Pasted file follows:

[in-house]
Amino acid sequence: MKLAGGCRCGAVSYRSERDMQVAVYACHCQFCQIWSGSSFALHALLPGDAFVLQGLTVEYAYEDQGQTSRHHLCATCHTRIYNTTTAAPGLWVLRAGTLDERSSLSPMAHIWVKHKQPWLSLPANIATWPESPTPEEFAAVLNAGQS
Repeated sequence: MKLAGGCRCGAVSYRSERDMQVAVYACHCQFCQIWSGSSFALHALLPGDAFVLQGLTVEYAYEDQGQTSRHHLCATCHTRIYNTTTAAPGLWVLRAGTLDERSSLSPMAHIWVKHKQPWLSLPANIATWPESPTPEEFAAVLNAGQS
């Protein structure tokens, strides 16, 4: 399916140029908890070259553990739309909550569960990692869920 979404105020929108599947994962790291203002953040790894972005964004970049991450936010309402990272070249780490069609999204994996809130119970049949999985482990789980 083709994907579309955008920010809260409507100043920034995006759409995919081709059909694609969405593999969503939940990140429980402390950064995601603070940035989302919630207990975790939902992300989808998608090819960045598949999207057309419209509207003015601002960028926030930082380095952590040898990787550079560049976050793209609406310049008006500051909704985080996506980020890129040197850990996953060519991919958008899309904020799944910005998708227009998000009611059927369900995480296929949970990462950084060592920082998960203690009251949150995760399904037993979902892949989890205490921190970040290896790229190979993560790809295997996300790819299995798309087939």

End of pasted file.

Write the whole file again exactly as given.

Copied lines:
[in-house]
Amino acid sequence: MKLAGGCRCGAVSYRSERDMQVAVYACHCQFCQIWSGSSFALHALLPGDAFVLQGLTVEYAYEDQGQTSRHHLCATCHTRIYNTTTAAPGLWVLRAGTLDERSSLSPMAHIWVKHKQPWLSLPANIATWPESPTPEEFAAVLNAGQS
Repeated sequence: MKLAGGCRCGAVSYRSERDMQVAVYACHCQFCQIWSGSSFALHALLPGDAFVLQGLTVEYAYEDQGQTSRHHLCATCHTRIYNTTTAAPGLWVLRAGTLDERSSLSPMAHIWVKHKQPWLSLPANIATWPESPTPEEFAAVLNAGQS
């Protein structure tokens, strides 16, 4: 399916140029908890070259553990739309909550569960990692869920 979404105020929108599947994962790291203002953040790894972005964004970049991450936010309402990272070249780490069609999204994996809130119970049949999985482990789980 083709994907579309955008920010809260409507100043920034995006759409995919081709059909694609969405593999969503939940990140429980402390950064995601603070940035989302919630207990975790939902992300989808998608090819960045598949999207057309419209509207003015601002960028926030930082380095952590040898990787550079560049976050793209609406310049008006500051909704985080996506980020890129040197850990996953060519991919958008899309904020799944910005998708227009998000009611059927369900995480296929949970990462950084060592920082998960203690009251949150995760399904037993979902892949989890205490921190970040290896790229190979993560790809295997996300790819299995798309087939």